Michael Rozman/Warner Bros
Joey Nolfi
March 22, 2017 AT 09:14 AM EDT

Though Lena Dunham says the fact that her critically lauded HBO show is finally nearing the end of its five-year run hasn’t sunk in just yet, the struggle of working amid an industry obsessed with image is a reality she grapples with every day.

Appearing on Wednesday’s episode of The Ellen DeGeneres Show, Dunham combatted criticism of her fluctuating weight after detractors labeled her a ‘hypocrite’ for debuting a slimmer figure earlier this year.

“It’s just so crazy because I spent six years of my career being called ‘bag of milk’ on the internet… ‘bag of milk,’ ‘baby cow,’ ‘aging cow,’… I never felt self conscious about it. Anyone who was going to take the time to say something negative about my weight on the internet wasn’t someone I was particularly keen to impress anyway,” the Girls creator told DeGeneres. “Then, I had this experience of my body changing and suddenly I got all these people being like, ‘You’re a hypocrite! I thought you were body positive! I thought you were a person who embraces bodies of all sizes!’ I do, I just understand bodies change. We live a long time. Things happen. [My Girls costar] Andrew Rannels could get very fat. We don’t know.”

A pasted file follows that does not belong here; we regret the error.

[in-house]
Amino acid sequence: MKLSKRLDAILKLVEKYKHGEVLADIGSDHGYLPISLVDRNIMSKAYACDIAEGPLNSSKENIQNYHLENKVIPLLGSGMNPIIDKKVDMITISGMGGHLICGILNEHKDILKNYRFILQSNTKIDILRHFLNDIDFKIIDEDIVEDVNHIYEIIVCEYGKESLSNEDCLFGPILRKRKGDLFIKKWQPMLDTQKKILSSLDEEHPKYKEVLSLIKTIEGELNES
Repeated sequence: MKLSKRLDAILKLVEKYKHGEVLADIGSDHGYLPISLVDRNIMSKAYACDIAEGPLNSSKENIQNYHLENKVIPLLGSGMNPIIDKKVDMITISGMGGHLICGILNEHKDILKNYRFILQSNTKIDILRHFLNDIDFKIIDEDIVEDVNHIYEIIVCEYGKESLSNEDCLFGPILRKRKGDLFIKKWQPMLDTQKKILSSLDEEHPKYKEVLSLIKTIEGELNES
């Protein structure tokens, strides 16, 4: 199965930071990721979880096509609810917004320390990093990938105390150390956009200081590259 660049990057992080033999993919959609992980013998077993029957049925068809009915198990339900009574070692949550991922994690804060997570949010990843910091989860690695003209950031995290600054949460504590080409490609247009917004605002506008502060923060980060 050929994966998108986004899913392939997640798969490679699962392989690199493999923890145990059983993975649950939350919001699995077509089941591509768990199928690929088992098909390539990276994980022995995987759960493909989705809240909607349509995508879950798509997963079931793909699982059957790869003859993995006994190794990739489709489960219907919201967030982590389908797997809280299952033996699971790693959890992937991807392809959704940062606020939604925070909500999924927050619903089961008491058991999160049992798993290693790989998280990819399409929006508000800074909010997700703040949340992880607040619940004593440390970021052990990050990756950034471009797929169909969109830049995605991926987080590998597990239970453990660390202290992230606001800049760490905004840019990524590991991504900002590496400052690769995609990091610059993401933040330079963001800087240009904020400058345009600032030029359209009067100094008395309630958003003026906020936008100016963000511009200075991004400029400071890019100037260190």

Dunham, who first made a major mark on the film industry as the writer, director, and star of the 2010 indie hit Tiny Furniture, has since established herself as a leading voice for millennial feminists across six seasons of Girls, which airs its final episode April 16. Dunham has been open about her own struggles with body image issues in the past, though she now sees the criticism as a byproduct of her chosen career.

“As a woman in Hollywood, you just can’t win,” she explained. DeGeneres responded: “Yeah, you can’t win if they think you’re too heavy or too thin.”

Last week, Dunham shared a lengthy address to her followers on Instagram in which she advocated for acceptance of the female body — including her own.

“I’ve gone on red carpets in couture as a size 14. I’ve done sex scenes days after surgery, mottled with scars,” she wrote. “I’ve accepted that my body is an ever changing organism, not a fixed entity- what goes up must come down and vice versa. I smile just as wide no matter my current size because I’m proud of what this body has seen and done and represented… So my weight loss isn’t a triumph and it also isn’t some sign I’ve finally given in to the voices of trolls. Because my body belongs to ME–at every phase, in every iteration, and whatever I’m doing with it, I’m not handing in my feminist card to anyone.”

Girls‘ sixth and final season is currently airing Sundays at 10 p.m. ET on HBO. Tune in to Wednesday’s episode of The Ellen DeGeneres Show for Dunham’s full interview. Check local listings for showtimes in your area.

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